The Criminal Diaspora: The Spread of Transnational Organized Crime and How to Contain its Expansion

By
Juan Carlos Garzón, Marianna Pacheco Olinger, Daniel Rico, and Gema Santamaría

Editors: Juan Carlos Garzón and Eric L. Olson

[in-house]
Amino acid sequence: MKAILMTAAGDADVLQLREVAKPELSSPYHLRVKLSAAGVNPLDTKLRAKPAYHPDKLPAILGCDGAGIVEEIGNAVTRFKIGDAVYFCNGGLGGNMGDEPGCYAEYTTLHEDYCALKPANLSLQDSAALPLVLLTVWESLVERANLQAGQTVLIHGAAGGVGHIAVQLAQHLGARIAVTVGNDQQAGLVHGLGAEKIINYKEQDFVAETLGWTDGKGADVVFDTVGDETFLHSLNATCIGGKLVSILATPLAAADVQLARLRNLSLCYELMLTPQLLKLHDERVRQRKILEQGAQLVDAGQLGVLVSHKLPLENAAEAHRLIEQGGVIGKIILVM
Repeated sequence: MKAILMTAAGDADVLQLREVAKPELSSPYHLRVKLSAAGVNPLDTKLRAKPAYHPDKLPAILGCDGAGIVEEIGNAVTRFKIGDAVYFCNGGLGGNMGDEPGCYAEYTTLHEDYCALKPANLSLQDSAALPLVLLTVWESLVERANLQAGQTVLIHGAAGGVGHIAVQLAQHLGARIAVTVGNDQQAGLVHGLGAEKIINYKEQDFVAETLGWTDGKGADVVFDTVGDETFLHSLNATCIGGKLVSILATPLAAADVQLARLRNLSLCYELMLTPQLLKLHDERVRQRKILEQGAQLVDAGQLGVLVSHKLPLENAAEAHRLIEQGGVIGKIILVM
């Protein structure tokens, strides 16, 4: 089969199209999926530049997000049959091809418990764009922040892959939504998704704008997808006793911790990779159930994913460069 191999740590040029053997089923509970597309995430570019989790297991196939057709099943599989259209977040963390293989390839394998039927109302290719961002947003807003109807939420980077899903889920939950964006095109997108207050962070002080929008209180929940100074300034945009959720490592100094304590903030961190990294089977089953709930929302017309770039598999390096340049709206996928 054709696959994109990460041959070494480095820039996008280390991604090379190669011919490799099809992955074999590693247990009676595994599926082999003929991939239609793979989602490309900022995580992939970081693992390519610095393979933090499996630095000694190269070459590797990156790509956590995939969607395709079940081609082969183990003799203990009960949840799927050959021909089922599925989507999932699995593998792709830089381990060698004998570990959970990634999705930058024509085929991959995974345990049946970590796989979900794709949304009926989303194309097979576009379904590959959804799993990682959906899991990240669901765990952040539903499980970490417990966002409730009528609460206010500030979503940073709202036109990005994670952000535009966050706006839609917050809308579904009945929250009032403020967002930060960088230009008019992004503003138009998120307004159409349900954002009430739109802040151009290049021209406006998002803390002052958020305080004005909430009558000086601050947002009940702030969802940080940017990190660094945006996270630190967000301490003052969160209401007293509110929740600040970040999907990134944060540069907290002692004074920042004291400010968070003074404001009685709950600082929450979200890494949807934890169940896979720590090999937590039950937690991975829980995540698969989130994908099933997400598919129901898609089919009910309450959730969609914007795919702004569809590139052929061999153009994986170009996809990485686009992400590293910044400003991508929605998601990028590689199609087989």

The Criminal Diaspora: The Spread of Transnational Organized Crime and How to Contain its Expansion, examines the multiple factors leading to the international expansion and diffusion of organized crime networks.  Government efforts to dismantle or displace criminal groups have helped push them beyond traditional borders, while new markets and rising demand for illicit products have led criminal groups to expand their networks.  To account for this phenomenon, The Criminal Diaspora moves beyond the analysis of specific countries to examine “criminal clusters,” such as the so-called “Mexican  cartels”—with international linkages between criminal groups operating in the United States, Central America, and the Andes—as  well as Colombian and Brazilian clusters.  Many criminal groups have now established links and operations throughout the hemisphere and beyond, including in Africa and Europe.  New and expanding illicit markets, the fragmentation of criminal organizations, and increased deportations of criminals from the United States to Latin America have contributed to what the authors call a criminal diaspora, the spread of crime and violence throughout the region and beyond.

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